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|Generational shift in spring staging site use by a long-distance migratory bird|Verhoeven, M.A.; Loonstra, A.H.J.; Hooijmeijer, J.C.E.W.; Masero, J.A.; Piersma, T.; Senner, N.R. (2018). Generational shift in spring staging site use by a long-distance migratory bird. Biol. Lett. 14(2): 20170663. https://dx.doi.org/10.1098/rsbl.2017.0663
In: Biology Letters. Royal Society Publishing: London. ISSN 1744-9561; e-ISSN 1744-957X, meer
developmental plasticity; migratory behaviour; shorebird; ontogeny
|Auteurs|| || Top |
- Verhoeven, M.A.
- Loonstra, A.H.J.
- Hooijmeijer, J.C.E.W.
- Masero, J.A.
- Piersma, T., meer
- Senner, N.R.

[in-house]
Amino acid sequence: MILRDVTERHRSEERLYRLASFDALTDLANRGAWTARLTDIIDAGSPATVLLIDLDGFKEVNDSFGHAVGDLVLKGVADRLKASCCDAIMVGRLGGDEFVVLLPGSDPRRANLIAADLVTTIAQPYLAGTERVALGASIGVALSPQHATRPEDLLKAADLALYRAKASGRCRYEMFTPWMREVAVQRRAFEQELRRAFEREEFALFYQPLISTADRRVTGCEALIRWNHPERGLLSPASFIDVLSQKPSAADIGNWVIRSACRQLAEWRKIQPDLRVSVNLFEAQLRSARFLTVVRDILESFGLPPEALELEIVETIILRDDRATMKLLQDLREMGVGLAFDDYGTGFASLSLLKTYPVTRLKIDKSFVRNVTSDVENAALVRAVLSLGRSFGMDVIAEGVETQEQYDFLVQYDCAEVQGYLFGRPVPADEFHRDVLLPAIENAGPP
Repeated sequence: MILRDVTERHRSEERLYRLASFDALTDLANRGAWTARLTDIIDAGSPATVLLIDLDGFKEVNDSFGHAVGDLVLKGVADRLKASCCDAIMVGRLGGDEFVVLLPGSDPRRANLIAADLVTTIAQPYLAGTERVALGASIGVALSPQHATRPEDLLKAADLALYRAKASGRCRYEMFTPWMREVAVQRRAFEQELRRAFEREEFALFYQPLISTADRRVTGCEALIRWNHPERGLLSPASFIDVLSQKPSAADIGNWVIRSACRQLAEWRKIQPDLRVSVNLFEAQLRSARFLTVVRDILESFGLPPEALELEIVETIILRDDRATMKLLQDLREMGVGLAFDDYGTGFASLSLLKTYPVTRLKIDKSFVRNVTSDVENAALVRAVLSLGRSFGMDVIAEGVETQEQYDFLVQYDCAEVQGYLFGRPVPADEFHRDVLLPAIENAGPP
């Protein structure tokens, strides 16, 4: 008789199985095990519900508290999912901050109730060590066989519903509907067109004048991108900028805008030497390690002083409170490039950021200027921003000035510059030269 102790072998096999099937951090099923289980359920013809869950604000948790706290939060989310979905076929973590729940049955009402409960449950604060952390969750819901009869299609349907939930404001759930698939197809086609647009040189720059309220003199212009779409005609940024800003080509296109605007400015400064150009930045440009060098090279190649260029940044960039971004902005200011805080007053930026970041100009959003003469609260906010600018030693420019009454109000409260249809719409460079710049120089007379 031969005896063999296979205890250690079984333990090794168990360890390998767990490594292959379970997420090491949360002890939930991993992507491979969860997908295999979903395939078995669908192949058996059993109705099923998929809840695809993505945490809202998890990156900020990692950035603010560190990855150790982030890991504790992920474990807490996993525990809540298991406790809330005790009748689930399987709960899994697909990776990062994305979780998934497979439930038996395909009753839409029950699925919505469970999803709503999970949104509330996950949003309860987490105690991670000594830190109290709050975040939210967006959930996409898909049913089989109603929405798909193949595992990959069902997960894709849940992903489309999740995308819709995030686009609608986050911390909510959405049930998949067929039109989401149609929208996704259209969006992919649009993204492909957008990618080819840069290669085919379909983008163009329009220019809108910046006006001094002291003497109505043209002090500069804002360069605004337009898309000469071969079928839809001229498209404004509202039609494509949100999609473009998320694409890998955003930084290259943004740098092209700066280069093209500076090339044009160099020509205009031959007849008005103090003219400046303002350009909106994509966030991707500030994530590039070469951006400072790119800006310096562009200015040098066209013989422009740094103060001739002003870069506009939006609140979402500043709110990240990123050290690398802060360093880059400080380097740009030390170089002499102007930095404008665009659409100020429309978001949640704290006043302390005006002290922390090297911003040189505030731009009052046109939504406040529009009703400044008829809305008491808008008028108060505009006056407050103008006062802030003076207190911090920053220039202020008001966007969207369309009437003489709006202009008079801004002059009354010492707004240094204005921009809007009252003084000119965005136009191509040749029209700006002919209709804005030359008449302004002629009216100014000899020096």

In response to environmental change, species have been observed altering their migratory behaviours. Few studies, however, have been able to determine whether these alterations resulted from inherited, plastic or flexible changes. Here, we present a unique observation of a rapid population-level shift in migratory routes—over 300 km from Spain to Portugal—by continental black-tailed godwits Limosa limosa limosa. This shift did not result from adult godwits changing staging sites, as adult site use was highly consistent. Rather, the shift resulted from young godwits predominantly using Portugal over Spain. We found no differences in reproductive success or survival among individuals using either staging site, indicating that the shift resulted from developmental plasticity rather than natural selection. Our results therefore suggest that new migratory routes can develop within a generation and that young individuals may be the agents of such rapid changes.